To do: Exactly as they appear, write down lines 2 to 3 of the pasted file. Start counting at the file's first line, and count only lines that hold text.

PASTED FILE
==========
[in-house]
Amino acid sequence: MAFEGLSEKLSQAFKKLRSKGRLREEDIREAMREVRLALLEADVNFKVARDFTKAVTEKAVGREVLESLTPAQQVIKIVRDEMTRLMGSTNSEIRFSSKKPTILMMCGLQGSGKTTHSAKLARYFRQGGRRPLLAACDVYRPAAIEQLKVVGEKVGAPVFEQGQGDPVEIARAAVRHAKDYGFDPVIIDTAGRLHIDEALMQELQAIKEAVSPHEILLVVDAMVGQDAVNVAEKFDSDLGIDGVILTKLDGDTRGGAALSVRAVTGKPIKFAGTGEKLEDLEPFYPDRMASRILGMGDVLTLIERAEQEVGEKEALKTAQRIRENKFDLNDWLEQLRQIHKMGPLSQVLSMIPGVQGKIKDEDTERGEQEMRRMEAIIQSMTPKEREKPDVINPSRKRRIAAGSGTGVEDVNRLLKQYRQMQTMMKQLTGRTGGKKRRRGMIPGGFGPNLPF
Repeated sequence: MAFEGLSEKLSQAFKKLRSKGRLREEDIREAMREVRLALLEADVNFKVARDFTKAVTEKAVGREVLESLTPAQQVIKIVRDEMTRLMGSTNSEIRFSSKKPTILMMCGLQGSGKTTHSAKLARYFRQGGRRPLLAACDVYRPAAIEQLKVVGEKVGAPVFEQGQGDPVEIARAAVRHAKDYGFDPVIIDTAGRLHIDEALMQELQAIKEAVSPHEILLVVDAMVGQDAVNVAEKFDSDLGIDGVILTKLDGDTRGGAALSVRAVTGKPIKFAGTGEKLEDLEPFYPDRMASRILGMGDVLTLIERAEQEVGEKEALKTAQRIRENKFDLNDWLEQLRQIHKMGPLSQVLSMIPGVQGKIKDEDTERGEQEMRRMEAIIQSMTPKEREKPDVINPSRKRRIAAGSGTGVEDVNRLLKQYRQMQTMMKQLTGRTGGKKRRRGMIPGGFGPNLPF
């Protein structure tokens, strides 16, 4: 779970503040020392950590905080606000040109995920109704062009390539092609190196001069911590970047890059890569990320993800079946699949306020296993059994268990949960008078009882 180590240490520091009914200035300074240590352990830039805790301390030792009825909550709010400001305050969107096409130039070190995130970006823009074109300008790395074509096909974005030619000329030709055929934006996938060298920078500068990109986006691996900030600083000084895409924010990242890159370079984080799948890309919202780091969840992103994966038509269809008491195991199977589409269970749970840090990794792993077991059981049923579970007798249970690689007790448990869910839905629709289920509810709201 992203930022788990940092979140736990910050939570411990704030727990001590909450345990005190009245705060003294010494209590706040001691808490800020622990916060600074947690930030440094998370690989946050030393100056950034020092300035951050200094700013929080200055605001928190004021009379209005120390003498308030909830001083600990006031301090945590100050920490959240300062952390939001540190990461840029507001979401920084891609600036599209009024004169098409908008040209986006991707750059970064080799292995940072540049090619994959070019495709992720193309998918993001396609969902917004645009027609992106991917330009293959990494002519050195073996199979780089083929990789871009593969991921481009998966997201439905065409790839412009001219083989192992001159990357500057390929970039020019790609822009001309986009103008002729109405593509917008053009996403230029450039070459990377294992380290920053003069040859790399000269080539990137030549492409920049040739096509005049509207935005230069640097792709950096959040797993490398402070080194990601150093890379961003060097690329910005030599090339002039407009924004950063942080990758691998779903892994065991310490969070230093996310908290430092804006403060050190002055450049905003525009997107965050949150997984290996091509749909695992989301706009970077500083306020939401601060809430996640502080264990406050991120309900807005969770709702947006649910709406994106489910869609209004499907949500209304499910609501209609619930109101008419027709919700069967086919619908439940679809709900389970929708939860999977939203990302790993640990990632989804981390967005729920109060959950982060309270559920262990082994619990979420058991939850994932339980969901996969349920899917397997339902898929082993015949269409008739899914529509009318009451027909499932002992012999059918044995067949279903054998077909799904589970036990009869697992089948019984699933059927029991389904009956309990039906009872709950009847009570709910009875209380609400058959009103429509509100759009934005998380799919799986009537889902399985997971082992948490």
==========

Amino acid sequence: MAFEGLSEKLSQAFKKLRSKGRLREEDIREAMREVRLALLEADVNFKVARDFTKAVTEKAVGREVLESLTPAQQVIKIVRDEMTRLMGSTNSEIRFSSKKPTILMMCGLQGSGKTTHSAKLARYFRQGGRRPLLAACDVYRPAAIEQLKVVGEKVGAPVFEQGQGDPVEIARAAVRHAKDYGFDPVIIDTAGRLHIDEALMQELQAIKEAVSPHEILLVVDAMVGQDAVNVAEKFDSDLGIDGVILTKLDGDTRGGAALSVRAVTGKPIKFAGTGEKLEDLEPFYPDRMASRILGMGDVLTLIERAEQEVGEKEALKTAQRIRENKFDLNDWLEQLRQIHKMGPLSQVLSMIPGVQGKIKDEDTERGEQEMRRMEAIIQSMTPKEREKPDVINPSRKRRIAAGSGTGVEDVNRLLKQYRQMQTMMKQLTGRTGGKKRRRGMIPGGFGPNLPF
Repeated sequence: MAFEGLSEKLSQAFKKLRSKGRLREEDIREAMREVRLALLEADVNFKVARDFTKAVTEKAVGREVLESLTPAQQVIKIVRDEMTRLMGSTNSEIRFSSKKPTILMMCGLQGSGKTTHSAKLARYFRQGGRRPLLAACDVYRPAAIEQLKVVGEKVGAPVFEQGQGDPVEIARAAVRHAKDYGFDPVIIDTAGRLHIDEALMQELQAIKEAVSPHEILLVVDAMVGQDAVNVAEKFDSDLGIDGVILTKLDGDTRGGAALSVRAVTGKPIKFAGTGEKLEDLEPFYPDRMASRILGMGDVLTLIERAEQEVGEKEALKTAQRIRENKFDLNDWLEQLRQIHKMGPLSQVLSMIPGVQGKIKDEDTERGEQEMRRMEAIIQSMTPKEREKPDVINPSRKRRIAAGSGTGVEDVNRLLKQYRQMQTMMKQLTGRTGGKKRRRGMIPGGFGPNLPF